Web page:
The American Soldier, 1908
Considering the Army's dependence on horses and mules for transportation in the nineteenth century, it is surprising how little attention was paid to insure an adequate supply of remounts. The outbreak of the Civil War and the accompanying demand for many animals showed a need for centralized procurement. By the end of the conflict, the Quartermaster General's Office was obtaining draft horses and mules while the Cavalry Bureau secured riding horses. To insure that remounts remained in good condition, the transfer of men and even entire units from the cavalry to the infantry was allowed if inspectors found evidence of animal abuse or neglect.
After the struggle ended, the earlier indifference toward remounts again prevailed until Maj. Gen. James B. Aleshire, Quartermaster General, recommended a separate office solely responsible for procurement and issue of horses and mules. He also urged the establishment of regional remount depots. Congress responded and passed an act in 1908 authorizing a system of remount depots. General Order 59, April 1908, created the first depot at abandoned Fort Reno, Oklahoma. Established in 1875, the post once protected the Cheyenne and Arapaho Agencies and cattle herds on the Old Chisholm Trail.
Captain Letcher H. Hardeman of the 10th Cavalry took command of the depot, and 1st Lt. William P. Ennis, 1st Field Artillery, joined him as second in command. Civilian cowboys, farm hands, and former soldiers purchased, trained, and issued the animals. Hardeman received specific instructions to see "that the horses were well fed and cared for, gently and kindly handled at all times, and properly exercised and broken."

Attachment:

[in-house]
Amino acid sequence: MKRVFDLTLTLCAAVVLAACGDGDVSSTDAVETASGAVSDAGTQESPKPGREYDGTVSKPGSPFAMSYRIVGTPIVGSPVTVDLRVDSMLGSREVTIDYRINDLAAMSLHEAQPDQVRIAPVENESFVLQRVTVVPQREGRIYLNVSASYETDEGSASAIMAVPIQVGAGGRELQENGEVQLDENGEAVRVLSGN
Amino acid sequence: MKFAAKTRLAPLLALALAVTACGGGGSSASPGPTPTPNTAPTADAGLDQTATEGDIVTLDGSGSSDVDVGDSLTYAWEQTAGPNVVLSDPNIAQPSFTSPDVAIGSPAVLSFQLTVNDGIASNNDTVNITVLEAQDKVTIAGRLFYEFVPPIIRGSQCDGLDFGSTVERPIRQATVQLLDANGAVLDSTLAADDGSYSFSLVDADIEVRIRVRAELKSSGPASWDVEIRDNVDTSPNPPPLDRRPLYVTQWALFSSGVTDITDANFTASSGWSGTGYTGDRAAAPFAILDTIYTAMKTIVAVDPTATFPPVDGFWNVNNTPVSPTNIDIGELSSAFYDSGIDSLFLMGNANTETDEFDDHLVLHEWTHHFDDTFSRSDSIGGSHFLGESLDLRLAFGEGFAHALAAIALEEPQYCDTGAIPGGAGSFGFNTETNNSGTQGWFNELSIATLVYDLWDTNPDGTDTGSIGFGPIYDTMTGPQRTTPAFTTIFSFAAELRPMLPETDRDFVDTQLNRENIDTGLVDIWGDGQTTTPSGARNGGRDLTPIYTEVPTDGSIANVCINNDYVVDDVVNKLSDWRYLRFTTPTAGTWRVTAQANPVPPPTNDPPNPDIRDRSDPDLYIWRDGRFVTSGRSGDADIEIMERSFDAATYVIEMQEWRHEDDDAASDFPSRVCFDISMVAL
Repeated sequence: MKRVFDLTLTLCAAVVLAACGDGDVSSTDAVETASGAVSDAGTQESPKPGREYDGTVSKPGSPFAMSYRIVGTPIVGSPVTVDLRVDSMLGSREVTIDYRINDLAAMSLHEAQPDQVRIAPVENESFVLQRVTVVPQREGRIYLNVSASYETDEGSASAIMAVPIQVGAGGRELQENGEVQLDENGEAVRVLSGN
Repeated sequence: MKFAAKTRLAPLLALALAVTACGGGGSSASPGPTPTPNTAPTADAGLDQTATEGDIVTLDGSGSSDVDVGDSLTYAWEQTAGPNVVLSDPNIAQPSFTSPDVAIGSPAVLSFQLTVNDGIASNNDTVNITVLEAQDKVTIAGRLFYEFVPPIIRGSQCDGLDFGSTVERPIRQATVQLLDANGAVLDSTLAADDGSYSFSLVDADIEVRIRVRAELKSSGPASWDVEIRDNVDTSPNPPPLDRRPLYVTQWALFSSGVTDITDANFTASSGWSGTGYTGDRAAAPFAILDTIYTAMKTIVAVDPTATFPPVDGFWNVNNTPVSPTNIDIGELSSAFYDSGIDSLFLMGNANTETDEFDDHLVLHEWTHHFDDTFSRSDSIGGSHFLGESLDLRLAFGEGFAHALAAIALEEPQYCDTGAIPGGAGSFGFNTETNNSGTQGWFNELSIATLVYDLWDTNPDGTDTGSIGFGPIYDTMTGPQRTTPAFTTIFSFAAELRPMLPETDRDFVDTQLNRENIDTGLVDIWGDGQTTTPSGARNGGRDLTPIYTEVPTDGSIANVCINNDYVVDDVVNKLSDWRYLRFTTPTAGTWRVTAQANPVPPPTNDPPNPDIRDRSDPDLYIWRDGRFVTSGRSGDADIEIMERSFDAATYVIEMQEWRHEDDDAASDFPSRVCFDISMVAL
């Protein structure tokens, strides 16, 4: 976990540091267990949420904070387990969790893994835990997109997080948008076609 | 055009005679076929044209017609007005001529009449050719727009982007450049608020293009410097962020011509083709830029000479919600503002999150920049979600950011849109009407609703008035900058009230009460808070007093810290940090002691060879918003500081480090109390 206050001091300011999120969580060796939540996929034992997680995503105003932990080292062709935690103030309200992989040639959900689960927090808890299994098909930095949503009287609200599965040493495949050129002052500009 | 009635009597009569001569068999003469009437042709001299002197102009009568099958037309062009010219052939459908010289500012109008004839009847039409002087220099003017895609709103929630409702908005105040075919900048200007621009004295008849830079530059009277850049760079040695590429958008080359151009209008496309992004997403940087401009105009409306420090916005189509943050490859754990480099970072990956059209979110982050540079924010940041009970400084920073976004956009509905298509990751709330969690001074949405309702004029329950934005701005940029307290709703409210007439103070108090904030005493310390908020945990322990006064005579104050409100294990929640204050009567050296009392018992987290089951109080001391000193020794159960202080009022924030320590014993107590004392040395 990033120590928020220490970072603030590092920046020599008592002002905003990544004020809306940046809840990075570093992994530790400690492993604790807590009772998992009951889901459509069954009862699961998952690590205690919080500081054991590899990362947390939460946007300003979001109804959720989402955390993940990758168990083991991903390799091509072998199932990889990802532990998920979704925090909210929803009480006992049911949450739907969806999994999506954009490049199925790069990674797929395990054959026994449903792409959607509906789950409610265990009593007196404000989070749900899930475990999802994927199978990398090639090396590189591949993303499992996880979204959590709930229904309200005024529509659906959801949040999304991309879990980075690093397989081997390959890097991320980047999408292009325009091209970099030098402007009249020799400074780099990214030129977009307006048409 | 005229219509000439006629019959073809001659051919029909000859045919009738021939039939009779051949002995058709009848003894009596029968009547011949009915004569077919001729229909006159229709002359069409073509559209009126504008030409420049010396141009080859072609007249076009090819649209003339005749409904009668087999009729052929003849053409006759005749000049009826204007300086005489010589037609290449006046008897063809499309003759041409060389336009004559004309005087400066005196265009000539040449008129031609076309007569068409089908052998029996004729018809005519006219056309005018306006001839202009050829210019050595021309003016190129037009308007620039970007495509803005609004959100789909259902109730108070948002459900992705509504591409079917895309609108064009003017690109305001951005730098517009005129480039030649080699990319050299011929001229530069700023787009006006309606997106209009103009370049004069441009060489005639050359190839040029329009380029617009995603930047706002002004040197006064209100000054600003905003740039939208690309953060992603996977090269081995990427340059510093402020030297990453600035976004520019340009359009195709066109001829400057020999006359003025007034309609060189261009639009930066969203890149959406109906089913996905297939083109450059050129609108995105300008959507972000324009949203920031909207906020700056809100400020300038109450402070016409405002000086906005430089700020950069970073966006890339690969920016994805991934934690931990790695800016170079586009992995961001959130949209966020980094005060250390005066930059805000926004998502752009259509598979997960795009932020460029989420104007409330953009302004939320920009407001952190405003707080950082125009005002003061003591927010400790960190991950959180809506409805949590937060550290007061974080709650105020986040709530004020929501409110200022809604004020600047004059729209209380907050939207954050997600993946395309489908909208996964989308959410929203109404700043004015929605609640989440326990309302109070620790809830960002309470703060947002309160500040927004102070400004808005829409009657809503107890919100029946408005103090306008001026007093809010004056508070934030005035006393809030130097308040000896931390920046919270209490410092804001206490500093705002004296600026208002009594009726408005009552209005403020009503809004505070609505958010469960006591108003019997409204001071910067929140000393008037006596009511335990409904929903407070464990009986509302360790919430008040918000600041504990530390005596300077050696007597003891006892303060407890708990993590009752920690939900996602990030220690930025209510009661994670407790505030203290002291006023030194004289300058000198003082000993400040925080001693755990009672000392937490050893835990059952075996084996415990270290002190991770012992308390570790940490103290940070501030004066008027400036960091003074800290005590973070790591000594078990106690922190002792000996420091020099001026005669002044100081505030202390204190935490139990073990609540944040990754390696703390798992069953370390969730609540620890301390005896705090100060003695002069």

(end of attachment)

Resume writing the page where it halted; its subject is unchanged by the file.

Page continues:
Captain Hardeman, astride a horse in his care, puts the animal through its paces for visiting officers and a noncommissioned officer from one of the Army's cavalry regiments. They are only a few of the many horsemen who inspected the new remount depot which one visitor described as "a source of wonder and glad surprise to everybody in our army." The officers wear the khaki service uniform with bronze insignia. They have service caps while Hardeman and the sergeant wear the 1882 campaign hat. The inspecting officer on the far left is shod in boots purchased privately (issue boots were wider at the calf), and the sergeant and the other officers wear the recently approved russet-leather leggings. Two civilian cowboy trainers are in the background.